SMART Food Choices—A Trick to “Busting the Blues!”

I’ve had several readers ask me about foods to eat to “beat the blues.” Considering that 1 out 10 people suffer from depression today, this is a timely question.

And the answer is, “There absolutely ARE foods that address depression!” Frankly, prescription drugs don’t have to be the first place to look for relief when the “black dog” (what Winston Churchill called this malady) comes visiting.

As one who struggles with depression, I’ve taken my share of Prozac, and I’d much rather take a more natural route to dealing with this. So after lots of research (thank you to one of my favorite websites, Care2) and some trial and error, I’ve learned that a big helping of raw, unsalted cashews, for instance, works really well when I’ve got a mild case of the blues.

What makes cashews so powerful? It’s tryptophan, that abundant amino acid in our holiday turkey. It’s also abundant in cashews. About 1/2 cup of cashews contains around 500 mg of tryptophan, 28% of our RDA of this essential amino acid (the therapeutic amount for mood elevation).

And what’s the big deal with tryptophan? It’s a precursor to mood-boosting serotonin. The body uses tryptophan to produce serotonin in the brain, and without high levels of serotonin, anxiety and depression can set in. And that’s where cashews play a role—1/4 to 1/2 cup of this nut can help your body boost its serotonin level. The caution though, is to remember they’re calorie-dense, so you don’t want to eat 1/2 cup of cashews every day.

But it isn’t just the tryptophan that makes cashews such a powerful antidepressant food. Cashews are also high in magnesium and B6. Magnesium has been shown to prevent and rapidly treat depression , so it is an incredibly important mineral for mood balance. And B6 is the vitamin responsible for tryptophan’s conversion into serotonin. It also helps the body absorb magnesium.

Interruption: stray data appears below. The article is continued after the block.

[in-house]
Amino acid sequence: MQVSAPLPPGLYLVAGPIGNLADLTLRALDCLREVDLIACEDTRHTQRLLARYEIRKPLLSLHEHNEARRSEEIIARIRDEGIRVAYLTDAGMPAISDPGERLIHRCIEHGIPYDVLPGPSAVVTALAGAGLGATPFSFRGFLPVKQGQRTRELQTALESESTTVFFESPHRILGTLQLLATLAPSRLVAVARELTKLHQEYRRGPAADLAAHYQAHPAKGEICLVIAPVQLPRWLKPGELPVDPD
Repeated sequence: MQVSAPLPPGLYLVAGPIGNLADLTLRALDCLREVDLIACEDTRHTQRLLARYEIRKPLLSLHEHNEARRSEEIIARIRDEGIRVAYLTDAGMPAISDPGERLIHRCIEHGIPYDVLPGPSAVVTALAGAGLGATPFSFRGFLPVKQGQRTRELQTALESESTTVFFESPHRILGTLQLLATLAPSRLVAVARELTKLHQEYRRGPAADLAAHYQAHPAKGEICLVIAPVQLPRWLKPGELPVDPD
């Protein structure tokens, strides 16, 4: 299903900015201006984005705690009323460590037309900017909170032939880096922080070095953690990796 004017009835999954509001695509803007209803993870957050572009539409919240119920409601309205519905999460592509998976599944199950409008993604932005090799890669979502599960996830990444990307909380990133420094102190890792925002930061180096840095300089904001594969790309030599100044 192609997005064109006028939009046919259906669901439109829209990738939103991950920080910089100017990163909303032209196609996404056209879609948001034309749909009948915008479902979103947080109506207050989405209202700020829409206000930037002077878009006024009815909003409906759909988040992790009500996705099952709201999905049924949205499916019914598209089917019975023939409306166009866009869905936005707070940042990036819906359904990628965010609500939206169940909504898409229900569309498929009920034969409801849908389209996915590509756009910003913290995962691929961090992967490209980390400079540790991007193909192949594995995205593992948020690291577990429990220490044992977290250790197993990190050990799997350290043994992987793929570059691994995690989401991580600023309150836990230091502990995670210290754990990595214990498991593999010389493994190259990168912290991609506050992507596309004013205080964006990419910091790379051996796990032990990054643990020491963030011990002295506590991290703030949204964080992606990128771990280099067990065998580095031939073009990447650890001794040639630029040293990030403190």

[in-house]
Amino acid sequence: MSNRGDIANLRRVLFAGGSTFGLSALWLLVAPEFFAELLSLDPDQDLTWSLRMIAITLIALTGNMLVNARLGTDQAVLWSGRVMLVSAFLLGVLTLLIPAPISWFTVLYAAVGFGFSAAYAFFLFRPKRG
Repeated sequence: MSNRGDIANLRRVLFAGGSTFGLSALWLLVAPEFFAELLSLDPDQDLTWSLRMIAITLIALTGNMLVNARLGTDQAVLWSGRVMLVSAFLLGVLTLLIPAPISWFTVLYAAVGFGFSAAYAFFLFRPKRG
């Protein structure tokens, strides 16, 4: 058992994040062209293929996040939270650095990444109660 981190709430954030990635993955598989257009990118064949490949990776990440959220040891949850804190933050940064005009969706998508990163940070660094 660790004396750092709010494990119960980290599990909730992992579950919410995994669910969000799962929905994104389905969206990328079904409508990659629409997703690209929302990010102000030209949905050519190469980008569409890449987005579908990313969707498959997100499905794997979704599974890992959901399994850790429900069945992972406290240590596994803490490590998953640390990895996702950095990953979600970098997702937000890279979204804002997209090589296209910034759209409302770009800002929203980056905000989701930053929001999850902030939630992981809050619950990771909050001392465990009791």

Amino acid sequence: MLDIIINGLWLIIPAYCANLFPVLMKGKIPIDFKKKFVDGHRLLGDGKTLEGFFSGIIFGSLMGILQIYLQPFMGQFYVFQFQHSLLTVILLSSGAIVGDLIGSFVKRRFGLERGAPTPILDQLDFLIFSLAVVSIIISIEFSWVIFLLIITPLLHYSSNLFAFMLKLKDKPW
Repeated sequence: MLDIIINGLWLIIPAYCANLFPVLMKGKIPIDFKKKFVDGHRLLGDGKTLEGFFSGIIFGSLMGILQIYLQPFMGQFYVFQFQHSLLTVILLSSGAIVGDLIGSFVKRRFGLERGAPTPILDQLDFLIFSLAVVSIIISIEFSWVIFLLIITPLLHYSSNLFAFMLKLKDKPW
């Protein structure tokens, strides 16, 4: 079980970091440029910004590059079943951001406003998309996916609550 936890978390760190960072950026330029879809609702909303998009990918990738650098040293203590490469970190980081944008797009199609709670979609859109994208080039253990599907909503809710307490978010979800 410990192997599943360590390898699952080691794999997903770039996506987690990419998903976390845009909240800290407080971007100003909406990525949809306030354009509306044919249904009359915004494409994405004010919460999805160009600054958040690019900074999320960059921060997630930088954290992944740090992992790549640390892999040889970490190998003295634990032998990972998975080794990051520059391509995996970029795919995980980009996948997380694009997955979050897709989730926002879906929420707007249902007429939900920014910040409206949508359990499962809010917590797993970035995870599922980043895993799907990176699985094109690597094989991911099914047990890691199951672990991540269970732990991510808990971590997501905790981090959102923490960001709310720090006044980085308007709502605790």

In fact, tryptophan, B6, and magnesium work together as a trifecta of mood-boosters, and cashews are a great source of all of them. But due to stress overload and poor eating habits, today’s typical diet is generally deficient in magnesium and B6, so eating cashews is a pleasant way to correct this deficiency and address depression as well.

I don’t want to give the impression that cashews are a miracle food, however. It is still important to reduce or manage stress, get regular moderate exercise, and consume a healthy diet to get the one-up on depression. And of this list, stress is likely the most significant factor, as cortisol can prevent tryptophan from being converted in the body . So, be sure to practice meditation or yoga and engage in positive self talk when eating those cashews.

I’m not saying food can always solve the problem, and I’m not saying there’s never a place for drugs. But I am saying that what’s often overlooked is the link between nutrition and depression. The one thing I learned after a couple years on pills was that being tested for dietary deficiencies should have been done BEFORE I turned to taking a prescription drug.

So back to the food approach: If you’re not crazy about cashews, the good news is there are other good foods loaded with tryptophan. For instance:

  • Cheese
  • Chicken
  • Cod
  • Egg
  • Halibut
  • Lamb
  • Legumes
  • Nuts
  • Red Meats
  • Seeds
  • Shrimp
  • Tuna
  • Turkey
  • Asparagus
  • Broccoli
  • Kale
  • Mustard Greens
  • Collard Greens
  • Turnip Greens
  • Swiss Chard
  • Brussels Sprouts
  • Cauliflower
  • Soybeans
  • Black Beans
  • Garbanzo Beans
  • Green Beans
  • Kidney Beans
  • Lentils
  • Lima Beans
  • Navy Beans
  • Pinto Beans
  • Dried Peas
  • Almonds
  • Pumpkin seeds
  • Flax Seed s
  • Peanuts
  • Sesame Seeds

But, with B6, magnesium, and tryptophan, cashews are a powerhouse depression buster. So keeping some on hand in your freezer for a quick and delicious boost or to combat the winter doldrums is an excellent idea.

And a final and necessary note: Be sure to always consult a trusted doctor for anything occurring chronically.


    Alice Osborne
    Weekly Newsletter Contributor since 2006
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